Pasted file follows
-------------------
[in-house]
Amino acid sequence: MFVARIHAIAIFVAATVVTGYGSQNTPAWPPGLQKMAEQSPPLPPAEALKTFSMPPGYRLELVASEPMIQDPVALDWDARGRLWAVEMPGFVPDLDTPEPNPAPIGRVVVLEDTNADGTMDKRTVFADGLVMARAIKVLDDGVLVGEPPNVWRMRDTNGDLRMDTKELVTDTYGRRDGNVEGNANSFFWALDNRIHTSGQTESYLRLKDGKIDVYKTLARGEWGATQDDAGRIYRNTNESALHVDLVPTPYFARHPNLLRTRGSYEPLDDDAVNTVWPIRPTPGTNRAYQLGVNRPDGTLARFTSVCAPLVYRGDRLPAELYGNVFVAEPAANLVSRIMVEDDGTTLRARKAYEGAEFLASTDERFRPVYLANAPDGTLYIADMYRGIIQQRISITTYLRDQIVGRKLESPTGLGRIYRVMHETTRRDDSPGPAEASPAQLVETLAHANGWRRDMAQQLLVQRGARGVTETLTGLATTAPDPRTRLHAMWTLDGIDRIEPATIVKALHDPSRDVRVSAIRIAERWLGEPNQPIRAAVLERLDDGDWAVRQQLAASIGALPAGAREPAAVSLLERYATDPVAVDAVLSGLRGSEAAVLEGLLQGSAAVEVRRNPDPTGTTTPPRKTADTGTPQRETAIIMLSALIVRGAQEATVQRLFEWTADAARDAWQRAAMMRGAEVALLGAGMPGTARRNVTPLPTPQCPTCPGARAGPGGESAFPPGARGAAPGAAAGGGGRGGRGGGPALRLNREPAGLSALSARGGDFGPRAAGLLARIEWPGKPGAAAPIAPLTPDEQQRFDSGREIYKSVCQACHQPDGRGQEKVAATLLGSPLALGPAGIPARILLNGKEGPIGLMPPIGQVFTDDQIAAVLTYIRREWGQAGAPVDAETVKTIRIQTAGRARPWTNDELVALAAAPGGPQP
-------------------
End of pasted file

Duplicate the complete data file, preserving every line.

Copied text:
[in-house]
Amino acid sequence: MFVARIHAIAIFVAATVVTGYGSQNTPAWPPGLQKMAEQSPPLPPAEALKTFSMPPGYRLELVASEPMIQDPVALDWDARGRLWAVEMPGFVPDLDTPEPNPAPIGRVVVLEDTNADGTMDKRTVFADGLVMARAIKVLDDGVLVGEPPNVWRMRDTNGDLRMDTKELVTDTYGRRDGNVEGNANSFFWALDNRIHTSGQTESYLRLKDGKIDVYKTLARGEWGATQDDAGRIYRNTNESALHVDLVPTPYFARHPNLLRTRGSYEPLDDDAVNTVWPIRPTPGTNRAYQLGVNRPDGTLARFTSVCAPLVYRGDRLPAELYGNVFVAEPAANLVSRIMVEDDGTTLRARKAYEGAEFLASTDERFRPVYLANAPDGTLYIADMYRGIIQQRISITTYLRDQIVGRKLESPTGLGRIYRVMHETTRRDDSPGPAEASPAQLVETLAHANGWRRDMAQQLLVQRGARGVTETLTGLATTAPDPRTRLHAMWTLDGIDRIEPATIVKALHDPSRDVRVSAIRIAERWLGEPNQPIRAAVLERLDDGDWAVRQQLAASIGALPAGAREPAAVSLLERYATDPVAVDAVLSGLRGSEAAVLEGLLQGSAAVEVRRNPDPTGTTTPPRKTADTGTPQRETAIIMLSALIVRGAQEATVQRLFEWTADAARDAWQRAAMMRGAEVALLGAGMPGTARRNVTPLPTPQCPTCPGARAGPGGESAFPPGARGAAPGAAAGGGGRGGRGGGPALRLNREPAGLSALSARGGDFGPRAAGLLARIEWPGKPGAAAPIAPLTPDEQQRFDSGREIYKSVCQACHQPDGRGQEKVAATLLGSPLALGPAGIPARILLNGKEGPIGLMPPIGQVFTDDQIAAVLTYIRREWGQAGAPVDAETVKTIRIQTAGRARPWTNDELVALAAAPGGPQP